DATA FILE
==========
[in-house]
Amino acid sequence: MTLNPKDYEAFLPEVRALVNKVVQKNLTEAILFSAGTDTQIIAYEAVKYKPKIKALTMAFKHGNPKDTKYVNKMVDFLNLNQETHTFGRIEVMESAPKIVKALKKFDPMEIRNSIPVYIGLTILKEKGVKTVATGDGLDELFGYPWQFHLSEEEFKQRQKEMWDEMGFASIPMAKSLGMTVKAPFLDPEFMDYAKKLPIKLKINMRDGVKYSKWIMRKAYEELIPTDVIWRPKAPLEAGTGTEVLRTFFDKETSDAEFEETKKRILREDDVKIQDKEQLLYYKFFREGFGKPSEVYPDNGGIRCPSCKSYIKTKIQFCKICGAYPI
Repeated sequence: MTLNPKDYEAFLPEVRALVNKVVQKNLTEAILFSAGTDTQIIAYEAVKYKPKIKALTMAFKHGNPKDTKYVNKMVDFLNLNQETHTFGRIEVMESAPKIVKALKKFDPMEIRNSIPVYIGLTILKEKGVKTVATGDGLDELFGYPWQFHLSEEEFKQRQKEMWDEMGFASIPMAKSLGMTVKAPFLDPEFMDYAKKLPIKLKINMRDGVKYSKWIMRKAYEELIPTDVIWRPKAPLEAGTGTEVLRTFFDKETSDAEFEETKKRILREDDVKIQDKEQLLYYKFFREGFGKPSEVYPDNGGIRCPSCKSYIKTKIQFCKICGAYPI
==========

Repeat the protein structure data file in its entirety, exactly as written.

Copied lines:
[in-house]
Amino acid sequence: MTLNPKDYEAFLPEVRALVNKVVQKNLTEAILFSAGTDTQIIAYEAVKYKPKIKALTMAFKHGNPKDTKYVNKMVDFLNLNQETHTFGRIEVMESAPKIVKALKKFDPMEIRNSIPVYIGLTILKEKGVKTVATGDGLDELFGYPWQFHLSEEEFKQRQKEMWDEMGFASIPMAKSLGMTVKAPFLDPEFMDYAKKLPIKLKINMRDGVKYSKWIMRKAYEELIPTDVIWRPKAPLEAGTGTEVLRTFFDKETSDAEFEETKKRILREDDVKIQDKEQLLYYKFFREGFGKPSEVYPDNGGIRCPSCKSYIKTKIQFCKICGAYPI
Repeated sequence: MTLNPKDYEAFLPEVRALVNKVVQKNLTEAILFSAGTDTQIIAYEAVKYKPKIKALTMAFKHGNPKDTKYVNKMVDFLNLNQETHTFGRIEVMESAPKIVKALKKFDPMEIRNSIPVYIGLTILKEKGVKTVATGDGLDELFGYPWQFHLSEEEFKQRQKEMWDEMGFASIPMAKSLGMTVKAPFLDPEFMDYAKKLPIKLKINMRDGVKYSKWIMRKAYEELIPTDVIWRPKAPLEAGTGTEVLRTFFDKETSDAEFEETKKRILREDDVKIQDKEQLLYYKFFREGFGKPSEVYPDNGGIRCPSCKSYIKTKIQFCKICGAYPI